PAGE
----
Web Developers are a notoriously difficult group to market to (some call it “B2D” or Business-to-Developer). Whether they identify as coders, programmers, “brogrammers”, devs, app builders, etc., as a group they are:
- very skeptical,
- obviously *extremely* web savvy
- i.e. they don’t like to give up their personal info on lead generation forms,
- part of the 1% that actually knows and cares what marketers are doing to cookie them, target them, remarket to them, etc.
- likely a higher % use ad blockers
- generally have a disdain for sales and marketing (instead they have a strong belief that the product is all that should matter).
- not afraid to be very vocal if they feel an advertiser/marketer has been deceptive or crossed a line
So are there any web developer marketing strategies that actually work? Well, it is actually possible to build effective developer marketing programs. Developers do still want to learn about new and interesting companies, software and tools that help them do their jobs better. Here are a few successful developer marketing strategies and tactics:
- Banner ads – haha, ok just kidding, mostly. Banner ads have notoriously low click through rates (CTR) industry wide, and they are even lower with a developer audience. However it *can* sometimes work with the right targeting . And worse case the thing that banners are effective at is good old fashioned branding – a four letter word to some but still proven to be effective if you have the budget and awareness/recall are the goals vs. direct response. Familiarity with a brand can have a powerful subconscious effect when it comes time to download a free trial or create a vendor short list.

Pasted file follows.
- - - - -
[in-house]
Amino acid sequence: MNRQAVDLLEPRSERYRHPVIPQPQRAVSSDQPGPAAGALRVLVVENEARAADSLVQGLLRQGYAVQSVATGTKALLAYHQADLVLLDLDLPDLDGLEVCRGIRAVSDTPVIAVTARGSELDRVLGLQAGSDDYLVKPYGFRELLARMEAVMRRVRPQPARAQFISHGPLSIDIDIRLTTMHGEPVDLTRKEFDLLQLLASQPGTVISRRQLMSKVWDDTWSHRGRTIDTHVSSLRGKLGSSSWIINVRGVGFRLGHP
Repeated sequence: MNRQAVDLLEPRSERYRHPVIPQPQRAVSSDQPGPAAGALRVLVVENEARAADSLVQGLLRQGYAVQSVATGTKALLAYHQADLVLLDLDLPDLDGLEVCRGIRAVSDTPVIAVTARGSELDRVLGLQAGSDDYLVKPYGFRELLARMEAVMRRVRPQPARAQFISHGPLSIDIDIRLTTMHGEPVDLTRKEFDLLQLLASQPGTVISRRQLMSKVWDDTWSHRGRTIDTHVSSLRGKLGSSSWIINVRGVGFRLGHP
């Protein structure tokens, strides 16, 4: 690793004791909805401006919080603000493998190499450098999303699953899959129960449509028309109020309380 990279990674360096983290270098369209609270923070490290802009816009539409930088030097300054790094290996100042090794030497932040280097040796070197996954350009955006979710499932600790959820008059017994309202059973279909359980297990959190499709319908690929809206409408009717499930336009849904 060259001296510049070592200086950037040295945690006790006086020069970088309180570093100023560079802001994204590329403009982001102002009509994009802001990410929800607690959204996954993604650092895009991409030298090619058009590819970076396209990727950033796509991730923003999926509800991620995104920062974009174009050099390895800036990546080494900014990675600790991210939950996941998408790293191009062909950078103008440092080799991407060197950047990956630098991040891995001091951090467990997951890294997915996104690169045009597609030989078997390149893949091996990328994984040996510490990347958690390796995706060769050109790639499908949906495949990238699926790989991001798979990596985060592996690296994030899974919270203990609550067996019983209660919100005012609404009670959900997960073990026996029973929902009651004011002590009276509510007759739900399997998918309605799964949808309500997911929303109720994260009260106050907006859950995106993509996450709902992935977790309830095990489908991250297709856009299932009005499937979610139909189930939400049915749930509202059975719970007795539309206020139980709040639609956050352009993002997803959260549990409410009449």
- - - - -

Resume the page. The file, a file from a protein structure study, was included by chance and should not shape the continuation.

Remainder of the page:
- Free T-shirts – you can’t walk around San Francisco without bumping into some sort of developer tools or technology t-shirt. Check out this New Relic partner offers page – free trials, discounts, and t-shirts (6 out of 28 vendors) are the top offers. Just make sure you splurge for the high thread count. Programmers don’t like the cheap Hanes tees.
- Free Beer and Pizza, i.e. sponsor a meet up, hackathon, etc.
Two more ways that I personally have found effective for companies like Atlassian, New Relic, etc.:
- Humor is always a good way to break through the clutter and deliver a marketing message. Vooza is a video comic strip about a fictional startup that is a big hit with web developers, designers, etc. They do some of their episodes as branded episodes or native ads – find out more on how this can work here.
- Educational content on trusted sites like Codetuts+Tuts+. Developers of course have an arsenal of apps, tools, platforms, and technologies to help them do their jobs. Educational content that can show your product in action solving a problem or building an app can be very effective to drive education/demand/adoption. Here are some examples of sponsored content programs on Tuts+:
And yes I represent both of those companies if you’d like to talk about developer marketing programs on Tuts+ and Vooza for your company.
To wrap up, some other good perspectives on developer marketing are Tom Tunguz, a VC at Redpoint on how B2D go-to-market strategy (and marketing) differs from enterprise, and some musings on the challenge from a marketer, Hilary Cook at Mindscape how to market to programmers and how not to.
What have you seen work (or not work) with marketing to developers?